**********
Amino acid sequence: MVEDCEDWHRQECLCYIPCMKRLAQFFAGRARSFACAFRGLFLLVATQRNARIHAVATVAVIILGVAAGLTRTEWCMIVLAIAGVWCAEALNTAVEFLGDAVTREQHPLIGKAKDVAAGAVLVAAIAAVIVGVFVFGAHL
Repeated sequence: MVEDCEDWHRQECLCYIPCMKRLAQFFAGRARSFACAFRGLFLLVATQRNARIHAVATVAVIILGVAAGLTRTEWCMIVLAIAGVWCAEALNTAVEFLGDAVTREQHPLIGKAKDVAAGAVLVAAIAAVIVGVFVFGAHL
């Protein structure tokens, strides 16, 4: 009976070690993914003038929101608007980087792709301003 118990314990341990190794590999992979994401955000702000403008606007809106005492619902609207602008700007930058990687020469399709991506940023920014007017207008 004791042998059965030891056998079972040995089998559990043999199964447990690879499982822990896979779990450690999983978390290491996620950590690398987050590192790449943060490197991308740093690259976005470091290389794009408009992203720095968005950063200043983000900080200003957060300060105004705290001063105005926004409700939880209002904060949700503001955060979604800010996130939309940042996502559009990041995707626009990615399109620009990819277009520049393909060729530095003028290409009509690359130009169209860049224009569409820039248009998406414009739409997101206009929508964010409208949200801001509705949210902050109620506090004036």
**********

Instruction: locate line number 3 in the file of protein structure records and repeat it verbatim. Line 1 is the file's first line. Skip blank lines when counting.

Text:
């Protein structure tokens, strides 16, 4: 009976070690993914003038929101608007980087792709301003 118990314990341990190794590999992979994401955000702000403008606007809106005492619902609207602008700007930058990687020469399709991506940023920014007017207008 004791042998059965030891056998079972040995089998559990043999199964447990690879499982822990896979779990450690999983978390290491996620950590690398987050590192790449943060490197991308740093690259976005470091290389794009408009992203720095968005950063200043983000900080200003957060300060105004705290001063105005926004409700939880209002904060949700503001955060979604800010996130939309940042996502559009990041995707626009990615399109620009990819277009520049393909060729530095003028290409009509690359130009169209860049224009569409820039248009998406414009739409997101206009929508964010409208949200801001509705949210902050109620506090004036």